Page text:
Our website is made possible by displaying online ads to our visitors.
Please consider supporting us by whitelisting our site.

A Patron Saint for Funeral Directors

First slide

St. Joseph of Arimathea (1st century)

Feast day: March 17

St. Patrick has a lock on March 17. Who could compete with all the parades, music, corned beef and cabbage, and back-to-back reruns of "The Quiet Man?" Alas, certainly not the dozen or so other saints who share the feast day with Patrick. And that's a shame, because one saint who has gotten lost in the March 17 hoopla is St. Joseph of Arimathea.

All four Gospels mention Joseph as a wealthy man, a secret disciple of Our Lord, possibly a member of the Sanhedrin religious court. That first dreadful Good Friday when the apostles were scattered and in hiding, Joseph found the courage to go to Pontius Pilate and request the body of Jesus. Along with Nicodemus, another clandestine disciple, Joseph took Christ's body from the cross, wrapped it in linen and carried it to a cave tomb he had prepared for his own use. That act of kindness has made him remembered and honored throughout the Christian world, and it is the reason funeral directors regard St. Joseph of Arimathea as their patron saint.

The Gospels tell us no more about Joseph, so, as often happens, legend has stepped in to fill the void. At some point, we don't know when, St. Joseph of Arimathea became linked with the Holy Grail. According to legend, Joseph was the uncle of the Blessed Virgin Mary, a merchant whose business interests took him as far as the island of Britain. The story tells us that when Jesus was a boy, Joseph took him along on a voyage to England. The 18th-century poet William Blake immortalized this tale in his poem Jerusalem: "And did those feet in ancient time Walk on England?s mountains green? And was the holy Lamb of God On England's pleasant pastures seen?"

Now fast forward to the crucifixion, where the legend places Joseph at the foot of the cross. As the Precious Blood dripped from Our Lord's wounds, Joseph caught it in the cup Christ had used at the Last Supper. Later, he transferred the Blood into two cruets. After Christ's ascension into heaven, Joseph took the cruets and the cup, known as the Holy Grail, and with 12 priests brought the Gospel to England. The missionaries are said to have settled at Glastonbury where they built a chapel dedicated to the Blessed Virgin.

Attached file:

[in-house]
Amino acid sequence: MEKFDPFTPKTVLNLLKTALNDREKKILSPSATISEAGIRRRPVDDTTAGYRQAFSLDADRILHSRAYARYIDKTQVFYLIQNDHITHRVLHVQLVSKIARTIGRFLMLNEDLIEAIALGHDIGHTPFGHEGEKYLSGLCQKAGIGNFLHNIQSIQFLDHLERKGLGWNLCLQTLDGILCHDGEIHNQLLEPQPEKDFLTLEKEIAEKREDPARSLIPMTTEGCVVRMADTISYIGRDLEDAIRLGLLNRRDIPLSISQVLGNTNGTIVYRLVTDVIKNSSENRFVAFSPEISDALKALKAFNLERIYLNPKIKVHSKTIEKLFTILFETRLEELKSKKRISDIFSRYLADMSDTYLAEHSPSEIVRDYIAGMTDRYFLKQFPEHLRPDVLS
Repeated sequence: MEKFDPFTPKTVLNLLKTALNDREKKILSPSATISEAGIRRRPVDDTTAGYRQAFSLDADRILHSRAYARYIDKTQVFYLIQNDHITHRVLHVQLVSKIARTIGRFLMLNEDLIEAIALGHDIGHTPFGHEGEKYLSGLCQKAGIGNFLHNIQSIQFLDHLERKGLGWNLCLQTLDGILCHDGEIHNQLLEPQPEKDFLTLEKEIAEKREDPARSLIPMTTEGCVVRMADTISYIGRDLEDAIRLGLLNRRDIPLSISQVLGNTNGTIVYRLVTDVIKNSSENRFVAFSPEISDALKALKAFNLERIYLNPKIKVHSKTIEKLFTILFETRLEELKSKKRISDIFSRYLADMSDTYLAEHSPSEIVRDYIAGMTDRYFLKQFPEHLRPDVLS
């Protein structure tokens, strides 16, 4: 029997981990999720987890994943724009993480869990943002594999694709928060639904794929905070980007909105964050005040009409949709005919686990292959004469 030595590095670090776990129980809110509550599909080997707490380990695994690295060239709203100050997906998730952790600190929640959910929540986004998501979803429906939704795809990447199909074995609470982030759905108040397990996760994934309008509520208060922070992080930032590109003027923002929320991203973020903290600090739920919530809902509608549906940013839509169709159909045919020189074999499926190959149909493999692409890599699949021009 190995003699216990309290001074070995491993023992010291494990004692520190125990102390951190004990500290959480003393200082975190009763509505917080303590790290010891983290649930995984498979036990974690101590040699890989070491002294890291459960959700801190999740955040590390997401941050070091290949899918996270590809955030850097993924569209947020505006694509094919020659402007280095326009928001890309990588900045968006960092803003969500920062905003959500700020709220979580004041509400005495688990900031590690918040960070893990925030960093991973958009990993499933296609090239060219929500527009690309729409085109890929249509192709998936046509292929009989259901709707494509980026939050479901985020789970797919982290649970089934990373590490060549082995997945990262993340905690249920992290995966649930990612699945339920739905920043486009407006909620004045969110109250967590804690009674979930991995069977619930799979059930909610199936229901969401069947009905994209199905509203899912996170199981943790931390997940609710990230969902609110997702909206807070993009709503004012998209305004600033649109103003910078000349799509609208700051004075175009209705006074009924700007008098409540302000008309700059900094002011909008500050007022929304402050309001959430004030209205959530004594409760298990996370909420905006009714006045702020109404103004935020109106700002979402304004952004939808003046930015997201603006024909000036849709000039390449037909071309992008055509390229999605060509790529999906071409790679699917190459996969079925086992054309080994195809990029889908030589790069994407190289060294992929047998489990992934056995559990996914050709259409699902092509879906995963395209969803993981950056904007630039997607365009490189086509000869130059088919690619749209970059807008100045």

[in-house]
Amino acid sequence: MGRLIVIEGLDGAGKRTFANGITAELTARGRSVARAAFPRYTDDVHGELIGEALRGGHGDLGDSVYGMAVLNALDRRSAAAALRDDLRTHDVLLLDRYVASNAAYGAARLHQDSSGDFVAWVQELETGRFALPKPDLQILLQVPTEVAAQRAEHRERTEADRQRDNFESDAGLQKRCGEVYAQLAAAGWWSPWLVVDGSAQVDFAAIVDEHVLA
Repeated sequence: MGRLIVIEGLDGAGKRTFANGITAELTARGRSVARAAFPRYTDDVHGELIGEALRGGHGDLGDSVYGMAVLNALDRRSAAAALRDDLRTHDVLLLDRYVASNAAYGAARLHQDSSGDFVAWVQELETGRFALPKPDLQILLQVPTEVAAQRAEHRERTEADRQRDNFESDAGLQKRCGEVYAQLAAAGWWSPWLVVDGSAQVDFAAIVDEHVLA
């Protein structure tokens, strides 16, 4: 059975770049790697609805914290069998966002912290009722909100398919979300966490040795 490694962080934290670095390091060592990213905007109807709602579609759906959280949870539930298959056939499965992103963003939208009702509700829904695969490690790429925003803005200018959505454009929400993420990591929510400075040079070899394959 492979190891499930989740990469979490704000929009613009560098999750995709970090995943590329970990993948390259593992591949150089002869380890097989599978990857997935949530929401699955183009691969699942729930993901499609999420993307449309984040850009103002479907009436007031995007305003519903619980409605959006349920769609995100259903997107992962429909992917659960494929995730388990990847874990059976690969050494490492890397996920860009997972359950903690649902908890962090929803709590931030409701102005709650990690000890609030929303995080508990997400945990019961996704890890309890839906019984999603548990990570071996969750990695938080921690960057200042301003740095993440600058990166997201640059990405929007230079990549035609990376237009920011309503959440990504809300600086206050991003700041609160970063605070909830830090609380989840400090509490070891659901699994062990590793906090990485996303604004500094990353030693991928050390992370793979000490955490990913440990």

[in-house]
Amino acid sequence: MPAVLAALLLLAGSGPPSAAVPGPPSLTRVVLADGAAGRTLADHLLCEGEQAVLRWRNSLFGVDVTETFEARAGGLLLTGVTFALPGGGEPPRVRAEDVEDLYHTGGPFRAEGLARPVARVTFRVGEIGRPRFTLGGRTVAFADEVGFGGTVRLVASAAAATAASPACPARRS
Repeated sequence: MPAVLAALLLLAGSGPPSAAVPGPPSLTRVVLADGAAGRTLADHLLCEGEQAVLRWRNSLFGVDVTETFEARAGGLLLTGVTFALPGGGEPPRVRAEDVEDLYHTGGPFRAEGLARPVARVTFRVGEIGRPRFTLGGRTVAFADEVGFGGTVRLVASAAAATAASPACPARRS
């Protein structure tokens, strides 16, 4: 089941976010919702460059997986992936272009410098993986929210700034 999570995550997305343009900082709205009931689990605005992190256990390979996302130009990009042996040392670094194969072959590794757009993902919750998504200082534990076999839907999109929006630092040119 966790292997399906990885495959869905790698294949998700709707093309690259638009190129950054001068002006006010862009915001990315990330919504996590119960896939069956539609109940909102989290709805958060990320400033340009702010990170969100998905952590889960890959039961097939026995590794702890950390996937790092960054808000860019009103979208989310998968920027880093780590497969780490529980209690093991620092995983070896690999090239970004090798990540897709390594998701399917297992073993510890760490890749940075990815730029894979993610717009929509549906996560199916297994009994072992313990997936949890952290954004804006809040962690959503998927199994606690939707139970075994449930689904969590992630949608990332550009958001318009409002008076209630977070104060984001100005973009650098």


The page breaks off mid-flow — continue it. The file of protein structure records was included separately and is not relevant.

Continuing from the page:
A persistent tradition in England says Joseph's chapel, known as "the Old Church," survived at Glastonbury until 1184 when it was destroyed in a great fire. In 1186 the current Lady Chapel was consecrated on the site of Joseph's church. Although we have no historical evidence to tell us when Glastonbury Abbey was founded, we do know when it came to an end. In 1539, Henry VIII dissolved the monasteries and convents of England. Glastonbury's abbot, Richard Whiting, nearly 80 years old, refused to submit. On Nov. 15 of that year, the courageous old man was dragged to a hill above his abbey and hanged, drawn and quartered. For his faithfulness, the Church venerates the last abbot of Glastonbury as Blessed Richard Whiting.

In 1965, amid the ruins of Glastonbury Abbey, Queen Elizabeth II erected a large wooden cross with an inscription that alludes to the St. Joseph of Arimathea legend. It reads: "The cross. The symbol of our faith. The gift of Queen Elizabeth II marks a Christian sanctuary so ancient that only legend can record its origin."

Craughwell is the author of Saints for Every Occasion (Stampley Enterprises, 2001) and Patron Saints Catholic Cardlinks (Our Sunday Visitor, 2004).

Copyright 2005 Arlington Catholic Herald.  All rights reserved.

© Arlington Catholic Herald 2005